436). The most important battle of the Civil War was Antietam because it marked a turning point in the war and gave Lincoln the opening he needed to make the Emancipation Proclamation.
Prior to Antietam, the Confederates carried an aura of invincibility following their victory at the First Battle of Bull Run (Goldfield et al. 431). The Union troops suffered a demoralizing loss at the opening of the war, and further losses could have destroyed the will to fight among Northerners. Prior to the Emancipation Proclamation, the Union also lacked a strong moral imperative for winning the war. The initial reasons for entering the war were merely to preserve the status quo. Although the result of the battle was inconclusive, the Union emerged in a superior position. Antietam boosted morale in the North and allowed Lincoln to announce the Emancipation Proclamation, giving the Union a principled cause to continue fighting the war to its conclusion. While Antietam wasnt a decisive victory over the Confederacy either on the battlefield or in the war, it marked a decisive change in the fortunes of the Union.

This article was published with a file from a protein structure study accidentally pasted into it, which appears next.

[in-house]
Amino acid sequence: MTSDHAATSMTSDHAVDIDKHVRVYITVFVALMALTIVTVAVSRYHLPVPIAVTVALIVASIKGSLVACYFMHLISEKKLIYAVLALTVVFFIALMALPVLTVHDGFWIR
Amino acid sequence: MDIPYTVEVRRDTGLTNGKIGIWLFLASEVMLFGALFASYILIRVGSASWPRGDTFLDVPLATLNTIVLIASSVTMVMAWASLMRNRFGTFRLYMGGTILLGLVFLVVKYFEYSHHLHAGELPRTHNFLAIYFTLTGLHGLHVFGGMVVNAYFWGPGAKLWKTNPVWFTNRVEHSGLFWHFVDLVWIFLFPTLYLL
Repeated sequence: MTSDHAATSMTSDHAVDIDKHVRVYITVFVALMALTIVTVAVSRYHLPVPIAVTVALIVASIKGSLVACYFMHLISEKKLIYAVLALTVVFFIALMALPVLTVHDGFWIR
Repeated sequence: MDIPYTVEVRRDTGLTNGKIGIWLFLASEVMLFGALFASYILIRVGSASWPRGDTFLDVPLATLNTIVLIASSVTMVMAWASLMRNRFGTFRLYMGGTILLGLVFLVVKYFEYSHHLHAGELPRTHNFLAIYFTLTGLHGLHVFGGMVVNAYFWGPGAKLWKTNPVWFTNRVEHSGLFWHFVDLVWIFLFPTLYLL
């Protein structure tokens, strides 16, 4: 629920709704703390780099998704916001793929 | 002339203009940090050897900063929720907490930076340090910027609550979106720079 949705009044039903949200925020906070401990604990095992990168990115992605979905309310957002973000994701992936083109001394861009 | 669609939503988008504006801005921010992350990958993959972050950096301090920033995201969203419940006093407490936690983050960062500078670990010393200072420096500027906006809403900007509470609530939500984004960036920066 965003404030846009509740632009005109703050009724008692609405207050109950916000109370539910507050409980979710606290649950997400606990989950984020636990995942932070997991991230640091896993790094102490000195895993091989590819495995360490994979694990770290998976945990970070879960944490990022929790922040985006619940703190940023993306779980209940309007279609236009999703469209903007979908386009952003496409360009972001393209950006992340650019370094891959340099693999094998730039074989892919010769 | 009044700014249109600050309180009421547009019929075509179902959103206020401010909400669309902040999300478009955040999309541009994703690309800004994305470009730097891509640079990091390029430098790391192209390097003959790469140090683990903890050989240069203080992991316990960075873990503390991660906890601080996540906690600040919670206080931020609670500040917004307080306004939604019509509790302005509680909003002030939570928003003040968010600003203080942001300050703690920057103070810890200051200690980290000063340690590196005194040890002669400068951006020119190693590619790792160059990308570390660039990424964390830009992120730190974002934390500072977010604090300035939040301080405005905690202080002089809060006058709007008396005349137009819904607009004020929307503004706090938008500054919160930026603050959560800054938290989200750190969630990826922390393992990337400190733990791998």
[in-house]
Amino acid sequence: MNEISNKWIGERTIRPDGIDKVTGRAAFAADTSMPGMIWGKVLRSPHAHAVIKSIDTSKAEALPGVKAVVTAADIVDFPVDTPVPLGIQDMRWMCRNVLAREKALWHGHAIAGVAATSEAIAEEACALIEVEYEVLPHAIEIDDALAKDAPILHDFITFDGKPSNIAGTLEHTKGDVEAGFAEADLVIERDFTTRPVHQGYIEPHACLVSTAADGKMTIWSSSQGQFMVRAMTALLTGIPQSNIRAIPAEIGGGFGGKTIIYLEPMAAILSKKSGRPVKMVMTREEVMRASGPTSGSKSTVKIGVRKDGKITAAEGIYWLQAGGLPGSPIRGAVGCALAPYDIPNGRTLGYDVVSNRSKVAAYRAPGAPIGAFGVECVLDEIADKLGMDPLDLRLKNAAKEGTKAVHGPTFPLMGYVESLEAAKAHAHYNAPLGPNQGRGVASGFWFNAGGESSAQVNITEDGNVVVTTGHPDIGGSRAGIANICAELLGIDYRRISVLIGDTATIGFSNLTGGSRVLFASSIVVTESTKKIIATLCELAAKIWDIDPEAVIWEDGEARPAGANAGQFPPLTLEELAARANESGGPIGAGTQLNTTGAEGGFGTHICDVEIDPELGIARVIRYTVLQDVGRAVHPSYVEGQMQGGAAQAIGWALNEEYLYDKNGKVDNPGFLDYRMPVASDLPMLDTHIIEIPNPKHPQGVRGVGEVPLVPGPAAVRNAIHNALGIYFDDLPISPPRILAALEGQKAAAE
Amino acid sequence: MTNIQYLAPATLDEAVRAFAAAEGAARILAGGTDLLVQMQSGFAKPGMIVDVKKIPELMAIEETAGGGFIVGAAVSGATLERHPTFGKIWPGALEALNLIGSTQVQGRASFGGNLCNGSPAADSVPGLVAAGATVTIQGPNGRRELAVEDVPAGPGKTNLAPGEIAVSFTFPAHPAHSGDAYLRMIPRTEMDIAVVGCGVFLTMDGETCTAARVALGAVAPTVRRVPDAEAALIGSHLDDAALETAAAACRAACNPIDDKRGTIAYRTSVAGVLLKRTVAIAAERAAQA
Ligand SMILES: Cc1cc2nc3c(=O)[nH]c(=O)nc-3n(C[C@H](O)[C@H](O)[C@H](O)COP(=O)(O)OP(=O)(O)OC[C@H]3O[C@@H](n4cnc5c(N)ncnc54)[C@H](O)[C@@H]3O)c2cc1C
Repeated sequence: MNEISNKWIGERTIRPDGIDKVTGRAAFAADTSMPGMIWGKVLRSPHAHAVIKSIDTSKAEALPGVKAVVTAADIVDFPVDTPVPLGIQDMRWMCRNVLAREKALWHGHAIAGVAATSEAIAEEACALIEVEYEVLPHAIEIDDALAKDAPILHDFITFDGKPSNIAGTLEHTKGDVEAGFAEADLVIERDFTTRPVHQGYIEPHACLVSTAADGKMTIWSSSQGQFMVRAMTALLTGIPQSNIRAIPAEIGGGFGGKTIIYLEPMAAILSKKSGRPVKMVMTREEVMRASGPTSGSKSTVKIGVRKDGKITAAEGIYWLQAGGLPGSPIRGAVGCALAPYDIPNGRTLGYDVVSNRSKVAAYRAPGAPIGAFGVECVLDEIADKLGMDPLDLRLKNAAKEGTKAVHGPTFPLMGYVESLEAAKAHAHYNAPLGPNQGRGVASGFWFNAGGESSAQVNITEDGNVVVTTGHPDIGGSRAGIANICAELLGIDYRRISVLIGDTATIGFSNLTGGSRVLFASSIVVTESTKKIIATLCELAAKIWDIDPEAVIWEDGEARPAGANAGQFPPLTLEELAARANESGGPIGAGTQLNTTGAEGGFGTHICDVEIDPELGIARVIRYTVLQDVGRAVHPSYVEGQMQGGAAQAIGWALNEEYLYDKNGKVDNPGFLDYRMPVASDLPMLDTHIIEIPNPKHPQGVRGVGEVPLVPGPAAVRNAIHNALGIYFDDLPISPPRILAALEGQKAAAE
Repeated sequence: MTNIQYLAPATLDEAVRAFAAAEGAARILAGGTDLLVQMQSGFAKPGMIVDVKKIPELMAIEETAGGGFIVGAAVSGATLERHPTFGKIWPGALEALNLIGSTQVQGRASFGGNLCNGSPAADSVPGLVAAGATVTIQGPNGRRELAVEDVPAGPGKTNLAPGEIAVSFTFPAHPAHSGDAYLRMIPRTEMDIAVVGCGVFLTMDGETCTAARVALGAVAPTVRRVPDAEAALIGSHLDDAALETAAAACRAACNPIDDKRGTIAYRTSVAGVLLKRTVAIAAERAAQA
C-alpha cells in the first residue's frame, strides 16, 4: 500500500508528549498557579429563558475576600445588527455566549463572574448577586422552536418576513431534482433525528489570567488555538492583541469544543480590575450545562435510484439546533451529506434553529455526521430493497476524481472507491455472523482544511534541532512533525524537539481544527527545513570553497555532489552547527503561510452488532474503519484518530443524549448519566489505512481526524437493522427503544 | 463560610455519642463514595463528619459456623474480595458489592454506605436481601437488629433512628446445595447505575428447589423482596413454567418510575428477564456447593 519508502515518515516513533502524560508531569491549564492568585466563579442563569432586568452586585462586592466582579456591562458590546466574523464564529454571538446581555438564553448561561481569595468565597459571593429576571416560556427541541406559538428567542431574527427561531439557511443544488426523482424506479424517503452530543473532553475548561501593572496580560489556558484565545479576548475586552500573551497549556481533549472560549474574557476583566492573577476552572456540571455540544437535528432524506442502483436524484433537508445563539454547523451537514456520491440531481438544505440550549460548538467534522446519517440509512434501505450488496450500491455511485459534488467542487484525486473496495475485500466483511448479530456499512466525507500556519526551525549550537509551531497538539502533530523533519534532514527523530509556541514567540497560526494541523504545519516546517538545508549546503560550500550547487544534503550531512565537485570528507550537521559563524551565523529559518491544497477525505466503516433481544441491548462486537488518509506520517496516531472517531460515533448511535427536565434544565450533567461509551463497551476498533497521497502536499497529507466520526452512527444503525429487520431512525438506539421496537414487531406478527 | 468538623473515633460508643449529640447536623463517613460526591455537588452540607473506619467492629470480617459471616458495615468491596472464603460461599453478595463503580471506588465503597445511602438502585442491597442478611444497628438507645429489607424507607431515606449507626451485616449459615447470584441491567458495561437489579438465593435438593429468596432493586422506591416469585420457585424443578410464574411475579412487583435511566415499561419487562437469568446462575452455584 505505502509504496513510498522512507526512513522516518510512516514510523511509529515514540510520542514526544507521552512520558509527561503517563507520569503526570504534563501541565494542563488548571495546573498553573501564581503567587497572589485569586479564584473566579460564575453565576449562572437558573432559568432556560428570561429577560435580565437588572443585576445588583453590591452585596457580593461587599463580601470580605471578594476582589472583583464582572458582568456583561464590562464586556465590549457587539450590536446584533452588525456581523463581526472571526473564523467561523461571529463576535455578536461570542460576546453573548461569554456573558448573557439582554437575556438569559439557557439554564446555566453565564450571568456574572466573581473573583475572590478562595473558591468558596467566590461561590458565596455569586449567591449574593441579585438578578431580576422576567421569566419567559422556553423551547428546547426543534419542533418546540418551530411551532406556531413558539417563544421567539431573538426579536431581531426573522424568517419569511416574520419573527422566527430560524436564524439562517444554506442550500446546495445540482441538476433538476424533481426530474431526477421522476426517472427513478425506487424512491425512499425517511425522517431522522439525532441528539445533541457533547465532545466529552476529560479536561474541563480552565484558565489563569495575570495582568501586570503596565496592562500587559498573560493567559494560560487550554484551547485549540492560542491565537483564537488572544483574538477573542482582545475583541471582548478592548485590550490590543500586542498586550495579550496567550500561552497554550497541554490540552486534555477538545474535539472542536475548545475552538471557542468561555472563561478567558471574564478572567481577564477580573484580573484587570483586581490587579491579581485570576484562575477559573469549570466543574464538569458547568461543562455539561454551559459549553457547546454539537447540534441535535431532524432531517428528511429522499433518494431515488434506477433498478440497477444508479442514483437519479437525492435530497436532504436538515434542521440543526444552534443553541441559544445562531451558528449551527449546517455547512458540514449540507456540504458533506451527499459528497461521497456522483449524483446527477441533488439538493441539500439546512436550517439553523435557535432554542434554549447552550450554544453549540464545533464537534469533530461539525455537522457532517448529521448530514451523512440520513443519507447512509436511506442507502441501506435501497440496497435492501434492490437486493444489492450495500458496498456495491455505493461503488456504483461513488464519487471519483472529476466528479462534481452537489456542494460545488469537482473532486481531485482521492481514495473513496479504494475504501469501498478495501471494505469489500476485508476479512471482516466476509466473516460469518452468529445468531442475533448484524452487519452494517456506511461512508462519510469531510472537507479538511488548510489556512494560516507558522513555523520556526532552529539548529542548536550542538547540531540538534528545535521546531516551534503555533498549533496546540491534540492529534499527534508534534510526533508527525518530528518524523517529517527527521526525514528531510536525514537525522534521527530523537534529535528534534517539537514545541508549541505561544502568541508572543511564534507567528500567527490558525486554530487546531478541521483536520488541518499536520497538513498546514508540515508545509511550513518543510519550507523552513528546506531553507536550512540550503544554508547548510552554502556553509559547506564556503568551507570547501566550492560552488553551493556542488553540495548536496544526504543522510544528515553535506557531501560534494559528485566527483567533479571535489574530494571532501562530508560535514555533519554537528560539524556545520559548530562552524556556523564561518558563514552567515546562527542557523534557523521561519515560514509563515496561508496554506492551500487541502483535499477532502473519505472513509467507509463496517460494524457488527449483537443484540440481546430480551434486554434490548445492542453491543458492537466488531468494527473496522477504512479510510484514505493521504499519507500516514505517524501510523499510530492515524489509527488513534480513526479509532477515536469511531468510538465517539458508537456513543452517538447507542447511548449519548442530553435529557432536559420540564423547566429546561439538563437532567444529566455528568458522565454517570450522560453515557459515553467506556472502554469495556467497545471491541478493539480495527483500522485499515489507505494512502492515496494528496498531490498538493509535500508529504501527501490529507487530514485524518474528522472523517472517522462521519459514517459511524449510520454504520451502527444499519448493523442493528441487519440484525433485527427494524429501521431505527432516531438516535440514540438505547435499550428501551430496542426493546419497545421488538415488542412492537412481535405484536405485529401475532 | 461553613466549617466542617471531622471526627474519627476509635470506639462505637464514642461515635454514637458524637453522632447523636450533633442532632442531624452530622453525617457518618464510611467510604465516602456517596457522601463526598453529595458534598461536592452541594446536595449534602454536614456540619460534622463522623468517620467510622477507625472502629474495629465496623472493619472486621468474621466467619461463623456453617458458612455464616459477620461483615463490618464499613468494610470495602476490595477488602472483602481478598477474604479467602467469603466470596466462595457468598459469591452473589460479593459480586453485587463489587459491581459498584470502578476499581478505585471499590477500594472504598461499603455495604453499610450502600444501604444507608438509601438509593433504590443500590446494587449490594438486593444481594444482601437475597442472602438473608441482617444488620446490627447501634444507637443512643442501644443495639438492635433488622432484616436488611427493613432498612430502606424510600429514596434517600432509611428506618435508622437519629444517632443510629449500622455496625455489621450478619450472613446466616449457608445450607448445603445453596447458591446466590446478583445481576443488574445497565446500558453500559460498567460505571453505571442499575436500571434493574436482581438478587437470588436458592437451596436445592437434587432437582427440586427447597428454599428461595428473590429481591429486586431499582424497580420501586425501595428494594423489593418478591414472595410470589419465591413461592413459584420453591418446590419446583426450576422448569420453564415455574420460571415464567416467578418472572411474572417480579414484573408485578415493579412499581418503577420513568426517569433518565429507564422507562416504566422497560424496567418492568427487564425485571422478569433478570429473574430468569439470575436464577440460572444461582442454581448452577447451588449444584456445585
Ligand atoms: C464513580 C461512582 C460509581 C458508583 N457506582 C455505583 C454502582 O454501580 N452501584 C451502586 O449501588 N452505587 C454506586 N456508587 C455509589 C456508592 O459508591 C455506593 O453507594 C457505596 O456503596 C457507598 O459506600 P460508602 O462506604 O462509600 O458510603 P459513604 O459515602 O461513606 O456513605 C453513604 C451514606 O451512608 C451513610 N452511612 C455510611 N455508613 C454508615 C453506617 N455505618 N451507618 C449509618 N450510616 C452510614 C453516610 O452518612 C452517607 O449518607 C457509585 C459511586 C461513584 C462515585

Although Gettysburg and Shermans March to the Sea are often remembered as defining moments in the defeat of the Confederacy, those victories would not have been possible if the Confederacy had won at Antietam and continued the Maryland Campaign. Antietam also allowed Lincoln to make the Emancipation Proclamation, one of the defining moments in the Civil War and American History. A Union victory would have been hollow without the Emancipation Proclamation and the later passage of the 13th Amendment. Antietam not only marked the initial turning point in the war but also a turning point in American History.
Goldfield, David, Carl E. Abbot, Virginia D. Anderson, Jo Ann E. Argersinger, Peter H. Argersinger, , William Barney, and Robert M.